The trails lead to the forested area of the sacred Mount Inari, which is 233 meters high and belongs to the temple grounds. Fushimi Inari is the most important of thousands of shrines dedicated to Inari, the Shinto god of rice. Since foxes are thought to be the messengers of Inari, there are many fox statues on the temple grounds. The animals I mistook for cats at the entrance turned out to be foxes.
The temple dates back to before the capital was moved to Kyoto in 794. Our goal was to walk along the mountain path under the gates and we were going to walk with a large group of tourists. The main building of the temple is as fine a piece of architecture as the paths. After repeating our wishes here and addressing the relevant authorities one more time, we finally set out on the path of thousands of gates.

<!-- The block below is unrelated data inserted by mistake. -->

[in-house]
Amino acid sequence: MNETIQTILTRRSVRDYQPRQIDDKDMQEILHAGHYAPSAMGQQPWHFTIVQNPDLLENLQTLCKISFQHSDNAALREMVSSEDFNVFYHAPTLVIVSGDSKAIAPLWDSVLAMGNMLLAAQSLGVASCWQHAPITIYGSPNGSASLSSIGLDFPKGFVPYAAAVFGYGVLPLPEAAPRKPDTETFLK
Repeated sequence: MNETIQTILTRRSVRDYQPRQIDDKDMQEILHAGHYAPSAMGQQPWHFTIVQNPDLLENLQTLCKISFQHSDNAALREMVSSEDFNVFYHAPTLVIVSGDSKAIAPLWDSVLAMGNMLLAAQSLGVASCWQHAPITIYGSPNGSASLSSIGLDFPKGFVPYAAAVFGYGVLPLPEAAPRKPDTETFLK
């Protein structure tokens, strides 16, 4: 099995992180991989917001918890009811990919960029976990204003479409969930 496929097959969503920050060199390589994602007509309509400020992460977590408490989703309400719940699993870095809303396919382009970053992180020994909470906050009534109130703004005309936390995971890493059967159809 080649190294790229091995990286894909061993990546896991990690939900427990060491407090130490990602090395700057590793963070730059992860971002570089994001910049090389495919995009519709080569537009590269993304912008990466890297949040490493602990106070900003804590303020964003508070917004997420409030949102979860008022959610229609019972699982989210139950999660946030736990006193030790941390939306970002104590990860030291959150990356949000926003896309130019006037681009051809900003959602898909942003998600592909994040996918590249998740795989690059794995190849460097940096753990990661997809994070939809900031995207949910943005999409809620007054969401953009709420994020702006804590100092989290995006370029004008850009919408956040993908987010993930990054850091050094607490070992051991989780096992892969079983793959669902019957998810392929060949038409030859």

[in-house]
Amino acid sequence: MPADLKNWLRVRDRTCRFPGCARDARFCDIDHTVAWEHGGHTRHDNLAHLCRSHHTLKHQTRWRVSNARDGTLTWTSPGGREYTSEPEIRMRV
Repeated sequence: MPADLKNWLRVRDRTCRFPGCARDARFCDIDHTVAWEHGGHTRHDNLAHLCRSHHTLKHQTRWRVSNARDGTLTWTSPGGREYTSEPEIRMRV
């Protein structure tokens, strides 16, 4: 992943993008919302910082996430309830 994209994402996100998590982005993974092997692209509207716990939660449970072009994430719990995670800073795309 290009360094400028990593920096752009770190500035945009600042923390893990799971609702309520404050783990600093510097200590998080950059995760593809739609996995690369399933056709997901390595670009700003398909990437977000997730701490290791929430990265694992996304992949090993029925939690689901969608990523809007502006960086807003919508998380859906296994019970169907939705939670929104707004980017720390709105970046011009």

Behind the temple, we were now inside two dense, parallel rows of gates called Senbon Torii (“thousands of torii gates”). The longer this walking trail went on, the less touristy it became, and the darker it got, the more deserted it became. We had read that these gates were donated by individuals and companies. The name of the donor and the date of donation were written on the back of each door. Of course, the real question is how much? I’m sure no one except the tourists from our country noticed this, but let’s not let the subject pass without answering the question. The donation amount was around 400,000 yen for a small door. It was a disappointment to learn that the inscriptions on the doors were the names of the businesses and donors. I actually believed that these were proverbs or sacred words guiding the Japanese. The larger the doors, the larger the amount to be donated. We are walking under doors worth millions of yen.